Tag Archives: Boston Children’s Hospital

Kegel exercise


Other name: Pelvic floor exercise

Description:
Kegel exercise, consists of repeatedly contracting and relaxing the muscles that form part of the pelvic floor, now sometimes colloquially referred to as the “Kegel muscles“. The exercise needs to be performed multiple times each day, for several minutes at a time, for one to three months, to begin to have an effect.

CLICK  & SEE THE PICTURES

Exercises are usually done to reduce urinary stress incontinence (especially after childbirth) and reduce premature ejaculatory occurrences in men, as well as to increase the size and intensity of erections.

Several tools exist to help with these exercises, although various studies debate the relative effectiveness of different tools versus traditional exercises.

They were first described in 1948 by Arnold Kegel.

Health effects for women:
Factors such as pregnancy, childbirth, aging, being overweight, and abdominal surgery such as cesarean section, often result in the weakening of the pelvic muscles. This can be assessed by either digital examination of vaginal pressure or using a Kegel perineometer. Kegel exercises are useful in regaining pelvic floor muscle strength in such cases.

Urinary health:
Pelvic floor exercise is the recommended first-line conservative treatment for women with urinary incontinence of the stress, urge, or mixed types.[8] There is tentative evidence that biofeedback may give added benefit when used with pelvic floor muscle training.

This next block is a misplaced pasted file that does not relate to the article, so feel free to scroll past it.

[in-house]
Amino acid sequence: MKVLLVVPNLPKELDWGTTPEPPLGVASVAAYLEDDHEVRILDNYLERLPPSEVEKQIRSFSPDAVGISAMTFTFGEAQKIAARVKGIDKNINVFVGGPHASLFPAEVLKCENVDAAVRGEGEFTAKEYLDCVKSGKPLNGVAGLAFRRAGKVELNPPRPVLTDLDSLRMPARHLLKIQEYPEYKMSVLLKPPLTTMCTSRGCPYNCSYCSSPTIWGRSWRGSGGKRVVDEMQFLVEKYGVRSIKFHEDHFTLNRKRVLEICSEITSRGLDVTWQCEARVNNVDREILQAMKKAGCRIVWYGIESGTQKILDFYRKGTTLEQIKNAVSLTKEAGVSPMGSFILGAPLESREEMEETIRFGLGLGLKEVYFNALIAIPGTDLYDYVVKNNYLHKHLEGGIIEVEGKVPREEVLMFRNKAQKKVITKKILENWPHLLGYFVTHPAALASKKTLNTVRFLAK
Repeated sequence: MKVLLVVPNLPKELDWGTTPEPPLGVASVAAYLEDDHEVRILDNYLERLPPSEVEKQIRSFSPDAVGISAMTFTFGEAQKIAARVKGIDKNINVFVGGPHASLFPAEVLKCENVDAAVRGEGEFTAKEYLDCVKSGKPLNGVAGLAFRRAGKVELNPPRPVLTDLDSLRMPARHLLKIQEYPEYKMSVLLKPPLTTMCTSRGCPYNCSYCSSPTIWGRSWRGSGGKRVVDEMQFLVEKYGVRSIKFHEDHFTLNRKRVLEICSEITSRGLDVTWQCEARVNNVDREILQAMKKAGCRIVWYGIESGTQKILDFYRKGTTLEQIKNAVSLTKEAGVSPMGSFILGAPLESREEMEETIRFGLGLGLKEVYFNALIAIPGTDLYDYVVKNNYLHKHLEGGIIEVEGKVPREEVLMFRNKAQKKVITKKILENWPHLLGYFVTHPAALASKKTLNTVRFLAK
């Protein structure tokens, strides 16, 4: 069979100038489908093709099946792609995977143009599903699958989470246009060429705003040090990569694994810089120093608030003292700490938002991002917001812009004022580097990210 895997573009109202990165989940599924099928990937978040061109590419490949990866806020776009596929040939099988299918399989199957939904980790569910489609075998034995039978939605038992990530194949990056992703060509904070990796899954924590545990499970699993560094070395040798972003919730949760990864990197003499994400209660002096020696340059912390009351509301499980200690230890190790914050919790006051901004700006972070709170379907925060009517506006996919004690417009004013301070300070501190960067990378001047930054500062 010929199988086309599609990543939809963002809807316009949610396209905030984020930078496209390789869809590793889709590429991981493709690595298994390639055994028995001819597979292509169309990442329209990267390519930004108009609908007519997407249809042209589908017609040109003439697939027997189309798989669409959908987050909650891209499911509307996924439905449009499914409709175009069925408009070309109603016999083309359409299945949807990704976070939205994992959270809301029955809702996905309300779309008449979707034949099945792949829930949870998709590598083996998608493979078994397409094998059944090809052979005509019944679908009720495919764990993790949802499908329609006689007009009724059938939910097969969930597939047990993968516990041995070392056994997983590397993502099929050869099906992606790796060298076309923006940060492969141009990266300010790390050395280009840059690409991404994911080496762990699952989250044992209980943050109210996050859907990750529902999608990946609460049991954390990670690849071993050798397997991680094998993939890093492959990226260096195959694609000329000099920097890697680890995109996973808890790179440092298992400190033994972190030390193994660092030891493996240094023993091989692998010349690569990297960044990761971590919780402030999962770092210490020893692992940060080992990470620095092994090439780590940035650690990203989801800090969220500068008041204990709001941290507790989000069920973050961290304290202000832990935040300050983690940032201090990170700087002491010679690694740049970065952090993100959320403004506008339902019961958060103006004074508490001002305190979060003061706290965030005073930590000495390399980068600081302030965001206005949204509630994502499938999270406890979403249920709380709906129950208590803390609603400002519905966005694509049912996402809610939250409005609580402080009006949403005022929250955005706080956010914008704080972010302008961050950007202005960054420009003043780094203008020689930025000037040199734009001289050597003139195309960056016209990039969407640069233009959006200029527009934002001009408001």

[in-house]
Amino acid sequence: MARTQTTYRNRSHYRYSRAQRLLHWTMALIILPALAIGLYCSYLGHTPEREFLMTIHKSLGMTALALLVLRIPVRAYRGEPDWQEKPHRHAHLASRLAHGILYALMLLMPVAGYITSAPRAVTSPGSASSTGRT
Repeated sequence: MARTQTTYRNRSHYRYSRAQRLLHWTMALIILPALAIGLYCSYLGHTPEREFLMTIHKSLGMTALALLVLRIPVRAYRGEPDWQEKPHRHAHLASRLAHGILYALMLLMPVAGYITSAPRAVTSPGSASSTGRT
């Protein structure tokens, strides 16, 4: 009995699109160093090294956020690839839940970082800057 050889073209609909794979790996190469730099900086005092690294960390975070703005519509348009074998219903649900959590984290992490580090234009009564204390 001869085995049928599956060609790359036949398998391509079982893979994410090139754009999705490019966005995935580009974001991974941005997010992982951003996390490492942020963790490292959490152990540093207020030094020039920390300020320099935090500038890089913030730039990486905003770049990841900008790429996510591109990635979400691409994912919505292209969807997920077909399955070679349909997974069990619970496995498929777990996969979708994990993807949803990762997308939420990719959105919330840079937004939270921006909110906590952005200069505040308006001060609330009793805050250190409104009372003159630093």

Pelvic prolapse:
The symptoms of prolapse and its severity can be decreased with pelvic floor exercises. Effectiveness can be improved with feedback on how to do the exercises.

Sexual function:
In 1952, Dr. Kegel published a report in which he stated that the women doing this exercise were attaining orgasm more easily, more frequently and more intensely: “it has been found that dysfunction of the pubococcygeus exists in many women complaining of lack of vaginal feeling during coitus and that in these cases sexual appreciation can be increased by restoring function of the pubococcygeus”.

Direct benefits of Kegel Exercise for woman:

*Leaks a few drops of urine while sneezing, laughing or coughing (stress incontinence)